Tag Archives: Style

J. Crew Going Public Once Again?

J. Crew, a brand that is one of Michelle Obama’s favorites, a brand that is defined by utility; contemporary style and an essence of preppiness has been rumored to be in talks with financial giants, such as Bank of America and Goldman Sachs, to refinance their debt and possibly become a publicly traded company, once again.  Just several years ago, J. Crew went private in a $3 billion deal with investment partners, TPG Capital and Leonard Green & Partners.  The reason being for such a departure from the trading floor was a decrease in sales.  During that year’s third quarter, net income had fallen by 14% due to weaker women’s clothing sales (J. Crew must certainly be grateful for our First Lady’s endorsement).  Moreover, stores that were open for at least one year saw their revenue fall by 1%.  In terms of the financial sector of the retail industry, J. Crew has been inconsistent; perhaps this is due to the constant shuffling of chairs in the New York based offices.

However, with the revitalization of J. Crew by CEO Millard Drexler and President Jenna Lyons, we are seeing an increase in sales and popularity.  Sales last year rose 9%, which was more than publicly traded brands, like Gap and Ralph Lauren.  I believe more time is necessary to see the true growth of J. Crew, but if it were to go public, the company would look to mirror the successes of similar brands that are ruling pop culture, such as Michael Kors (trading at $98) and Vince, a newcomer to the public market in 2013 seeing its stock rise 43% in its debut.

Further indicators of a public offering shall be debated with news surfacing about Japan based Fast Retailing Company’s Tadashi Yanai (chairman, president and CEO) wanting to acquire the J. Crew brand.  This would align Uniqlo, one of Japan’s largest clothing purveyors and one of my personal favorite shops, and J. Crew under one umbrella, making it an immediate giant in the fashion industry.  The $5 billion deal would enable the ambitious Yanai to attract more customers in the U.S. market to the rapidly expanding Uniqlo stores.  As J. Crew weighs the option of an IPO, stay tuned for more news on this potential acquisition.

As a prospective investor, pay attention to companies such as these, as their audience is global and quickly growing.  I’m certainly a novice when it comes to the financial sector, but I would suggest to invest in what you know.  Why would you financially concern yourself with corporations that you yourself are not personally involved with?  I love clothing.  J. Crew is a staple in my wardrobe and when I walk around my campus I can see its increased popularity.  If I were to invest in such a company, I wouldn’t just monitor its daily position in the market.  Since J. Crew is a part of my wardrobe, because I like to shop there and because the college style is very much catered to the J. Crew look, I would be able to observe my investment in a much more profound way.  Much like the clothing brands I mentioned above, J. Crew is a chic, urban brand while remaining relatively affordable for their followers.  I find this especially important for the college crowd, which is why J. Crew’s audience has room to expand.  Whether J. Crew is actually seeking to release an initial public offering remains to be seen.  The company may not even be a suitable long-term investment option, but for new, young investors and short-term stock options, J. Crew may be viable.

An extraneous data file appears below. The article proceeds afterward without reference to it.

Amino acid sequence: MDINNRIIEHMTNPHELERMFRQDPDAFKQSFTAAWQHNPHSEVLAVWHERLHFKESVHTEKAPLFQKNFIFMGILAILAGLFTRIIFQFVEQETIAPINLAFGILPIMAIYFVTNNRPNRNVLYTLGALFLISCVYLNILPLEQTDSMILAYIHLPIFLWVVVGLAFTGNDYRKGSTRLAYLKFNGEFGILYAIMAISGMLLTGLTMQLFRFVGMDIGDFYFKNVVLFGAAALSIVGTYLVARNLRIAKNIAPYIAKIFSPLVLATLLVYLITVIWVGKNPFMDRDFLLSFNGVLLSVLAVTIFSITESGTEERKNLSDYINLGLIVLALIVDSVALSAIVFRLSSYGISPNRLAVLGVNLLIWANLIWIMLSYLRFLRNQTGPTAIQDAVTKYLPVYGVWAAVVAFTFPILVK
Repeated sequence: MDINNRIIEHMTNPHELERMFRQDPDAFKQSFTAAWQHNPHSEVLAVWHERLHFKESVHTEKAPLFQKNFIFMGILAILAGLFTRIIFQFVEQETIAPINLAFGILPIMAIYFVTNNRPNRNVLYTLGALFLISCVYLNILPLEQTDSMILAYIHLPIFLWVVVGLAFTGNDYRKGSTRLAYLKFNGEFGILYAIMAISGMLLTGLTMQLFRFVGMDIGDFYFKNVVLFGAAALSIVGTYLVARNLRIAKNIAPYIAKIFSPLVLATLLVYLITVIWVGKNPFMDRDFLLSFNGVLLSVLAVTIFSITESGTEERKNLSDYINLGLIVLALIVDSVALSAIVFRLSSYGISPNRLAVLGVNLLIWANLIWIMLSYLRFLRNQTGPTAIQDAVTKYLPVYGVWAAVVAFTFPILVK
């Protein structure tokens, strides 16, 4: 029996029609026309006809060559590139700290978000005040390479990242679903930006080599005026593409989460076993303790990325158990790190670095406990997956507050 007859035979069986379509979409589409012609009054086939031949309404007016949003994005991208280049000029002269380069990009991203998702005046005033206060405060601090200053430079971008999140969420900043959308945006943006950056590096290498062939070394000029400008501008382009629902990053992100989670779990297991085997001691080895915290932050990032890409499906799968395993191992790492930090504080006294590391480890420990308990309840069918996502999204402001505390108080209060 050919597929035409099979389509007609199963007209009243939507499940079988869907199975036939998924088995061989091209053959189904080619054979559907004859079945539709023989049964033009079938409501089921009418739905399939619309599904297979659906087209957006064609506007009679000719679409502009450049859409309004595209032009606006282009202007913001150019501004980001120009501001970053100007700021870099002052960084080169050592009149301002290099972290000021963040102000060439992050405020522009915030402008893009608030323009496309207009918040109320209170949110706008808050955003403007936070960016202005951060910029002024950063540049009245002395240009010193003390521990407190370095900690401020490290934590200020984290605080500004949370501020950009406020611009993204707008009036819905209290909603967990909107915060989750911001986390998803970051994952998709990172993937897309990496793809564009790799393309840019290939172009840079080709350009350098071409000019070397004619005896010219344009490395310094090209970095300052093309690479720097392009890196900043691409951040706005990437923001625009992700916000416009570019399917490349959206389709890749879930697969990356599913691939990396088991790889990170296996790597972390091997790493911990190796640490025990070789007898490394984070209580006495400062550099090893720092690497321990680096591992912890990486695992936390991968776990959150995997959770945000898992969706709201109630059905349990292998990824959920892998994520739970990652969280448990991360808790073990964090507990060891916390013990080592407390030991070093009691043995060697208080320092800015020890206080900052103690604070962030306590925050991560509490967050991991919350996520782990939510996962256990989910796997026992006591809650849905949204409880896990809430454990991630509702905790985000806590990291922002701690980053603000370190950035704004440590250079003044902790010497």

Maxwell

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The Secret Behind Nike’s Limited Releases

As I mentioned in my Introduction post, one of my interests revolves around global sportswear icon, Nike Inc.  Ever since I can remember, I’ve been enamored with The Swoosh.  The passion and ingenious behind each of their creations is something to marvel, for they continue to innovate and reimagine the way we think about apparel.  Also, the entrepreneurial ability and spirit of co-founders Phil Knight and Bill Bowerman to start a company out of the trunks of their cars to only transform it into a multibillion-dollar entity is admirable and something every kid dreams about doing.  Recently though, I’ve become more in tune with this interest and curiosity.  Not to say that I am a ‘sneakerhead’ (someone who has an insatiable desire to collect sneakers), but I have begun collecting several pairs of Nike footwear…currently five kicks (sneakers) deep.  If you aren’t familiar with Nike and this phenomenon of shoe collecting, I ask that you please check out this video of one of the most absurd sneaker closets you’ll ever see:

Limited release sneakers are what fuel this sneakerhead phenomenon.  You see, on just about every Saturday morning people of all ages wake up just a couple of minutes before eight O’clock with their momma’s credit card in hand or money from their latest paycheck to hit that Twitter link Nike supplies saying, “The Air Jordan 11 Retro ‘Gamma’ is now available”, so that they may have a chance at “copping” (buying) the latest Nike shoes to hit the virtual shelves.  The fact that these releases are limited alludes to the fact that many people end up empty handed after the shoe sells out in 10 minutes, only to try again, and probably fail, the following weekend.  What I don’t understand though, is the purpose it serves to continually release limited edition sneakers when Nike could easily supply more and accommodate the demand of each shoe.  Over the next couple of days I will be publishing my findings, stay tuned for part II to be released tomorrow.

Maxwell